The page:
Writing about music is like dancing about architecture

Tuesday, 22 November 2011


I've always had a strange fascination with biker movie soundtracks. Partly because most biker movies are terrible and the music is pretty terrible too.
What did bikers listen to? Whatever it was that was of no interest to the people who made the films or the music.
Most biker soundtracks are pure exploitation. Wrapped in the dangerous mystique of nihilistic outlaws the records promised wild unfettered angry music. Instead what was usually presented was very tame.
Rather like the soundtracks to other exploitation pictures of the day the music was supposed to evoke the feelings of being wild and carefree, of being young and dangerous, of having nothing to loose except your virginity!
However, these records cover a wide range of different musics - jazz, rock, funk, easy, country, surf - sometimes it seems as though anything was worthy of being in a biker film.
Biker soundtracks usually include a title theme which is often the most rocking track. They often have a theme for the main character, which is slower and intended to indicate that he is thoughtful and above the animalistic bikers. They have a theme for the lady of the film, a 'freak-out' track and, weirdly often something with a country element. This may have something to do with bikers being depicted as essentially modern cowboys.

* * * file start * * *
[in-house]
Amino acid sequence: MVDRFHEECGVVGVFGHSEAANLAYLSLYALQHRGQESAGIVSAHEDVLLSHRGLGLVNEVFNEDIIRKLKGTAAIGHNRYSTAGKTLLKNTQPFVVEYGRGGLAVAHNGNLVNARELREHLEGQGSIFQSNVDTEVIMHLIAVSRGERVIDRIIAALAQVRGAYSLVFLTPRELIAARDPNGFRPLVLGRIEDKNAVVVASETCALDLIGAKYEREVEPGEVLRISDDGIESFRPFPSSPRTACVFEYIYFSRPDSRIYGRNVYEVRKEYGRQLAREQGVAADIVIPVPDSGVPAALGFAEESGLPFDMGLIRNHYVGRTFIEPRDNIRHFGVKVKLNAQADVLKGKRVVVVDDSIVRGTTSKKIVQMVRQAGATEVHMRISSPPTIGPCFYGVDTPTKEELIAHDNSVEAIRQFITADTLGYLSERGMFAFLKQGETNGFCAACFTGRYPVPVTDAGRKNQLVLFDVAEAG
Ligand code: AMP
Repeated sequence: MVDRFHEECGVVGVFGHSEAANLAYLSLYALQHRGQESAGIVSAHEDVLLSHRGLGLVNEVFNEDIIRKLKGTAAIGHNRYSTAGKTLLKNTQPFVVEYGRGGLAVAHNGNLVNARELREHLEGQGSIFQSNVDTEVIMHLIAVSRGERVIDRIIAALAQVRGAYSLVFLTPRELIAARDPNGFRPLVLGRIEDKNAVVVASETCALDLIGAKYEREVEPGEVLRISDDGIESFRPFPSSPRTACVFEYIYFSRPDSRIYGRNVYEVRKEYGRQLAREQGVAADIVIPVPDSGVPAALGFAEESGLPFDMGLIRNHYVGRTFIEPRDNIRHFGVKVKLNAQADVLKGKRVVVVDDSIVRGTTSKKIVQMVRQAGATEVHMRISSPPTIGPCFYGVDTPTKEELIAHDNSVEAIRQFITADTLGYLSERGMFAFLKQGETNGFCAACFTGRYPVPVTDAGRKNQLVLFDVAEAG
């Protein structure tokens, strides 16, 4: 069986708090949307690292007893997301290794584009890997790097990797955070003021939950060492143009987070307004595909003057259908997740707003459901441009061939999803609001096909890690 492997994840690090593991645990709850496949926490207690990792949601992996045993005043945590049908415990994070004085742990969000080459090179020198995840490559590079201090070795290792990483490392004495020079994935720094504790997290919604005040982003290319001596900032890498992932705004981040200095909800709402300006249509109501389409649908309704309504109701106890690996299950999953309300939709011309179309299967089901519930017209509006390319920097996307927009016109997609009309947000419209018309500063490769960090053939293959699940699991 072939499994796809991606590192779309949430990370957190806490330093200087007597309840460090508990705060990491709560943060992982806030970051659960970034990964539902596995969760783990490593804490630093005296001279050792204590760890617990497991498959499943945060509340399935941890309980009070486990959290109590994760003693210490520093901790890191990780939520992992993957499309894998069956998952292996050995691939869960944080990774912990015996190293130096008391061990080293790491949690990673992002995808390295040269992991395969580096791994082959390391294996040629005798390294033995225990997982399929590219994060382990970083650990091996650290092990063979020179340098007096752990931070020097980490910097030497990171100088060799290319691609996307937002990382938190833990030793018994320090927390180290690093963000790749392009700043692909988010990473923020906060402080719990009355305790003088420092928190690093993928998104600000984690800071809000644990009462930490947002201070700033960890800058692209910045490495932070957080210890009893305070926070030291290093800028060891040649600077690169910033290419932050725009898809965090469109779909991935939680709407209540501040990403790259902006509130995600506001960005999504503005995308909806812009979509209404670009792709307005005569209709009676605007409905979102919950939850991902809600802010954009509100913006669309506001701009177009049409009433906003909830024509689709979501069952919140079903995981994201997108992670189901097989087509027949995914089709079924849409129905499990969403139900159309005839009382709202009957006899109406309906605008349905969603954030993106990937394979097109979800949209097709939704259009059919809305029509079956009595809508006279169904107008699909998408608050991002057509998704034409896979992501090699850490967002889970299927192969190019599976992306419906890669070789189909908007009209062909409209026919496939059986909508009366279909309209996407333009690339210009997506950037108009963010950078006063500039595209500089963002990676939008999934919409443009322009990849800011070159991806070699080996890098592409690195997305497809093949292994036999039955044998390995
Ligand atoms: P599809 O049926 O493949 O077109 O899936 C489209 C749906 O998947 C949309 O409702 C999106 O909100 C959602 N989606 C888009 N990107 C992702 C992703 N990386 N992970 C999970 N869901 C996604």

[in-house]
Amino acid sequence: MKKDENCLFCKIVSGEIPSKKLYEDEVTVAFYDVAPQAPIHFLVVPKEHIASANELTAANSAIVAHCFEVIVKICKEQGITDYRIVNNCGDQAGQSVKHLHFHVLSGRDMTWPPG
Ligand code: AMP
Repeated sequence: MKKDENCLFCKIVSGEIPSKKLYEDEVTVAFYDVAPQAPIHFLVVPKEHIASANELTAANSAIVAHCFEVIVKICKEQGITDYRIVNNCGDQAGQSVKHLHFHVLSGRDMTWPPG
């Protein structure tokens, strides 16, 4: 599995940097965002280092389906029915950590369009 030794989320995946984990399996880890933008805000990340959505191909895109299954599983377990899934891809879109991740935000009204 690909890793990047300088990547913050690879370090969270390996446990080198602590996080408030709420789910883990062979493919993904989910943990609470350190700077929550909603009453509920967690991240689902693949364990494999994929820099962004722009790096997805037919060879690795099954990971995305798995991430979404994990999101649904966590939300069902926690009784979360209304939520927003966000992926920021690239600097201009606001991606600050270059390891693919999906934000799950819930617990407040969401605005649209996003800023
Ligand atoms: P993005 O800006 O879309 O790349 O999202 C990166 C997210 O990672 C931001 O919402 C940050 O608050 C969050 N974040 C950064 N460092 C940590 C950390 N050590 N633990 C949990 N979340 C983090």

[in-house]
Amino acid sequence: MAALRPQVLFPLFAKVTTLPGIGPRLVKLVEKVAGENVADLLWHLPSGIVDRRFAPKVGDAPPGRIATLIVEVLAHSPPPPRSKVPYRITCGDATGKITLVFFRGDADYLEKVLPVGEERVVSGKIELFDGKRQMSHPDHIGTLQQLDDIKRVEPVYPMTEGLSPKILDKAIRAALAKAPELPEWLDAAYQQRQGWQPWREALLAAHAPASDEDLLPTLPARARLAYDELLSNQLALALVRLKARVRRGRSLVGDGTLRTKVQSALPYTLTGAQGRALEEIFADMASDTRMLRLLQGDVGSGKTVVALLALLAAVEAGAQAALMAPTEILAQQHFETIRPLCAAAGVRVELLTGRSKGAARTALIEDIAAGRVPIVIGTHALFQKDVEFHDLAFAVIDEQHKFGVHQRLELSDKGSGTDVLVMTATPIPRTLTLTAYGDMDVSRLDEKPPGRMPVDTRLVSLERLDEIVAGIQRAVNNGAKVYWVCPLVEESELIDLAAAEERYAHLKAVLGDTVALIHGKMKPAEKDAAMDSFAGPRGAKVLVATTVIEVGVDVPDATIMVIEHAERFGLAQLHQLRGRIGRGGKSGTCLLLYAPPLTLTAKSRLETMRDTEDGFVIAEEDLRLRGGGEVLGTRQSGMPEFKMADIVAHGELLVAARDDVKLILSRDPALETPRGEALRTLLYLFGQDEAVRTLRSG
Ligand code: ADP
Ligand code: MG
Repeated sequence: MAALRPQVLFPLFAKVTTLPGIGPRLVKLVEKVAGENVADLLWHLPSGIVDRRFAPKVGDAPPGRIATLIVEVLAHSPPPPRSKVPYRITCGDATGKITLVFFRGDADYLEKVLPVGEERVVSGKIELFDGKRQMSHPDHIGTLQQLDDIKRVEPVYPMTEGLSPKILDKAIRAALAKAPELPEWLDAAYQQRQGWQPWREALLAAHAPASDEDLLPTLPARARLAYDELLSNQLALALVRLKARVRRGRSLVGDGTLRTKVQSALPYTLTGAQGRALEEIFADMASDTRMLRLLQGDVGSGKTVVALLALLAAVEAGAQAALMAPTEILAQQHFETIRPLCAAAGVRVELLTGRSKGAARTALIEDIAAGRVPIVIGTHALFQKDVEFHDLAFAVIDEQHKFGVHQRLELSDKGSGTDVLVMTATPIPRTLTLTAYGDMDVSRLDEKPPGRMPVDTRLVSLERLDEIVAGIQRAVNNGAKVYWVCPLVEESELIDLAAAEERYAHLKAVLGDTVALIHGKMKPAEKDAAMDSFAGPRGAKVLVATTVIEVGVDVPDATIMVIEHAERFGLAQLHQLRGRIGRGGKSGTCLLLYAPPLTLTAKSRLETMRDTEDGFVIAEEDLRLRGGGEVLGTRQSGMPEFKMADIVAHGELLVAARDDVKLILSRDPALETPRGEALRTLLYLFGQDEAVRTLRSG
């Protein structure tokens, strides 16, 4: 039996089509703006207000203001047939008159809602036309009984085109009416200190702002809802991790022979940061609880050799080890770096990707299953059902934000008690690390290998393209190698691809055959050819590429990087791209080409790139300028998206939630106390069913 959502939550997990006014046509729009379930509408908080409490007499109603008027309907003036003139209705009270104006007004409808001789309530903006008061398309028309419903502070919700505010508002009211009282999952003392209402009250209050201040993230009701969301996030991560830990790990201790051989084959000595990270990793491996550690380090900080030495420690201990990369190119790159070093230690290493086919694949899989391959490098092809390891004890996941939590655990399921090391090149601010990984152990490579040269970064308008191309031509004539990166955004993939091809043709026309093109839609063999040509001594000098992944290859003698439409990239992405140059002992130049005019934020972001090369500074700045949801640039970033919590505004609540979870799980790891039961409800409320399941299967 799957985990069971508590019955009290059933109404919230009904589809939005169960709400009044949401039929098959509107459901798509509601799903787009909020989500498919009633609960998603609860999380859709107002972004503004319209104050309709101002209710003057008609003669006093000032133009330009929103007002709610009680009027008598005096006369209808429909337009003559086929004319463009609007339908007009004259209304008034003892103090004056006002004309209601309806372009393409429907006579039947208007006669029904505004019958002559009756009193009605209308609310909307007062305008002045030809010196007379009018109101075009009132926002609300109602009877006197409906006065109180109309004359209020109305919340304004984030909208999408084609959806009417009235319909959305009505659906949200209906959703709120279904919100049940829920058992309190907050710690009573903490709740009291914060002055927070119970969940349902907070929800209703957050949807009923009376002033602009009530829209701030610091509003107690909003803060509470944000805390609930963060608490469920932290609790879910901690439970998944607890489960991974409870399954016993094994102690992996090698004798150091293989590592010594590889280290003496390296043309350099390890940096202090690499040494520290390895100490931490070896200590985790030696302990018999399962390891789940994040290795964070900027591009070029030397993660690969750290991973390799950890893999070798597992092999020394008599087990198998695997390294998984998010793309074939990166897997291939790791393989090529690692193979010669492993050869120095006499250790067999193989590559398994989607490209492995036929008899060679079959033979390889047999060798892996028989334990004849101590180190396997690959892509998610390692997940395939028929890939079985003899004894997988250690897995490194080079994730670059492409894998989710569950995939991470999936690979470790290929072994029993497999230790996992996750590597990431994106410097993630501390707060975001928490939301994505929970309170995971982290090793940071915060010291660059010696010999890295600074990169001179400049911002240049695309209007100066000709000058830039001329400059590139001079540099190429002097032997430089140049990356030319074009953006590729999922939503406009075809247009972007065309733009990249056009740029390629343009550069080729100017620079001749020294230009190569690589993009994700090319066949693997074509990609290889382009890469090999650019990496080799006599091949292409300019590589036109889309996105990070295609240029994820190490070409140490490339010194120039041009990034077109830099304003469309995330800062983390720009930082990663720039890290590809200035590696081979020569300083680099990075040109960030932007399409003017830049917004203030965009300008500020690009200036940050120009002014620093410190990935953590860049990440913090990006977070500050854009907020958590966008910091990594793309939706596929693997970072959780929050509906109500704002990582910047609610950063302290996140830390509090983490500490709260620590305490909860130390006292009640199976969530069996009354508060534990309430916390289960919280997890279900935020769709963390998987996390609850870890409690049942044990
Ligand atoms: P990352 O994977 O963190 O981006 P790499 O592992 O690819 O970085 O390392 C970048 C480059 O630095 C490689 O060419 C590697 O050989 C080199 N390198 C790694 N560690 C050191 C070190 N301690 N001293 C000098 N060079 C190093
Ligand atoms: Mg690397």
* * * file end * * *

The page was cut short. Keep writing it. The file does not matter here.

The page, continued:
The movies started with bikers as, basically, misunderstood individualists, existential heroes who just wanted to be left alone to do their own thing. However, by the end of the biker fad they had become wild, savage beasts who raped and murdered their way through any unsuspecting squares who were unlucky enough to meet them.

Follow me for a mad dash across the desert of biker soundtracks, picking up some of the best tracks along the way.
It all started with Marlon in the Wild One. To my mind one of the most improbable biker leaders ever, he definitely set the tone for the wilder sixties screen bikers.
For the soundtrack Leith Stevens was brought on board. Stevens had written soundtracks previously, although mainly in television.
It was his use of jazz that was the deciding factor in hiring him. In 1953, jazz was the baddest music around. Rock had yet to take over as outlaw music and jazz still had all the connotations of sex, drugs and even a little bit of race!
The record on the left is a four track 45 EP recorded by Shorty Rogers of the main tracks from the movie.
He's accompanied by other West Coast luminaries such as Bill Perkins and Bud Shank.